“And the local food pantry is there to help ease that burden while they continue to work through their difficult situation, whatever it might be, and become re-established as a functioning, fruitful, family unit again.”

Gassen said there is probably some truth to the argument that handouts can create dependence, and some people do game the system. But that’s a small sliver of the big picture, and he would rather focus Feeding South Dakota’s energy and resources on the vast percentage of people who are in dire need of assistance.

“We need to remember that there are so many innocent victims involved in this,” Gassen said. “There are children caught up in bad situations at home who struggle or suffer because of the life they are a part of. We have a growing number of senior citizens who are trying to survive on a fixed income and struggle because of increasing prescription medicines, utilities …. They have no ability to change their economic status.”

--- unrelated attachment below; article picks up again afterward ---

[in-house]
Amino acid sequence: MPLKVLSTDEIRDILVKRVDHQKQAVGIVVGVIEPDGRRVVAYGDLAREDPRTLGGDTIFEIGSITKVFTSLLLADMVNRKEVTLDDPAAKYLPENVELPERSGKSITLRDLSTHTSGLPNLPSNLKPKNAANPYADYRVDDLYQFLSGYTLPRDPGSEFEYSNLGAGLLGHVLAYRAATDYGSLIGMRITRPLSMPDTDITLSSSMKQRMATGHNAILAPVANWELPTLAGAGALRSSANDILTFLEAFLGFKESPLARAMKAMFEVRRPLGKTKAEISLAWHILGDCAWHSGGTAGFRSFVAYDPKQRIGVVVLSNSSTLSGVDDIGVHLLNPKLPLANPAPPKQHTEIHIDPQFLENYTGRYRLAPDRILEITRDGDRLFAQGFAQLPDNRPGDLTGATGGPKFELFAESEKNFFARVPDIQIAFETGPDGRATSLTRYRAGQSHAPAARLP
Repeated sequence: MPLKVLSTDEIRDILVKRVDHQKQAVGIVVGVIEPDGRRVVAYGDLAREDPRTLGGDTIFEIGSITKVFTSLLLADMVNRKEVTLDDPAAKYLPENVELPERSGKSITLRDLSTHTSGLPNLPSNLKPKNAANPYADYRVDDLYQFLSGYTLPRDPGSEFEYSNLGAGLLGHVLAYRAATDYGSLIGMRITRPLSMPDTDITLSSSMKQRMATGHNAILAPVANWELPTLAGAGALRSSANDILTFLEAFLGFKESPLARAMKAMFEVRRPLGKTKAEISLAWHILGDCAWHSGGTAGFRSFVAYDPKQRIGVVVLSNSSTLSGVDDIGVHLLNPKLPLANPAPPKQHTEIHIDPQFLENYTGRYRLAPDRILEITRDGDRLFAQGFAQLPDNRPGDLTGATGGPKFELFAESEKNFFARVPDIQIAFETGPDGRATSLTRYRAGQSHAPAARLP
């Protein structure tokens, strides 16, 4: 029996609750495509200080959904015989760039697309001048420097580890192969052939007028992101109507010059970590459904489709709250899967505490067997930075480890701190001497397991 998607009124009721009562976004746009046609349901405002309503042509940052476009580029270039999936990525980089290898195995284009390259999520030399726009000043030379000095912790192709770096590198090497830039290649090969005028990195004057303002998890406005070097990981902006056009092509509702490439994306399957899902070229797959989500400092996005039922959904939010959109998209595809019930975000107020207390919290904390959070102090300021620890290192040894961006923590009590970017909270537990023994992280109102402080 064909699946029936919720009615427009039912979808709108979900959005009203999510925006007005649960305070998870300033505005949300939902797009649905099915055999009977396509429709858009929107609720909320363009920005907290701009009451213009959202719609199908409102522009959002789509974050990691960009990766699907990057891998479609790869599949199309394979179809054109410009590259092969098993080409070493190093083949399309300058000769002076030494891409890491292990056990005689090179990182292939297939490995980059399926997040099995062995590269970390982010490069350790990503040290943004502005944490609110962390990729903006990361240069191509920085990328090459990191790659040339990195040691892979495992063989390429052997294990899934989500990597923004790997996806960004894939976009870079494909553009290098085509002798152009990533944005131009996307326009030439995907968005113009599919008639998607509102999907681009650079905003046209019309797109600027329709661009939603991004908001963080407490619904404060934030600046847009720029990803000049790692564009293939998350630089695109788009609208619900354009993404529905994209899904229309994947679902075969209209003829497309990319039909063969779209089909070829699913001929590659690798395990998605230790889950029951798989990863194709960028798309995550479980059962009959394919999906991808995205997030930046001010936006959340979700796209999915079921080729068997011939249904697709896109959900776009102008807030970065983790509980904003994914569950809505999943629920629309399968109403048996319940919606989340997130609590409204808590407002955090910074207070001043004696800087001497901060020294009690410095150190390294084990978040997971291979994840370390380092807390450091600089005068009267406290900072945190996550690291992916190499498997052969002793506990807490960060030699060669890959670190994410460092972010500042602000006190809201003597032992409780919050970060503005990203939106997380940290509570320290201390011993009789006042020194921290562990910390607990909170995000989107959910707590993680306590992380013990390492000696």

He said he weighs the options: The worst thing that happens if he gives food to someone who doesn’t really need it is that he’s given food to someone who doesn’t really need it. It would be far worse, Gassen said, to deny food to people who do need it because he thought they didn’t.

“When you allow yourself to go down that road of being judgmental—I always tell my staff, you go down that road, you’ll never come back,” Gassen said. “You allow yourself to judge one person, and human nature is going to have you judging them all. And you’re life is going to be miserable because you’re going to be looking at every person you try to help very critically …

“We all got to meet our maker one day. Those people who are abusing the system are going to have to answer to that. I don’t want to be the guy who has to answer to why I didn’t give someone food that needed it.”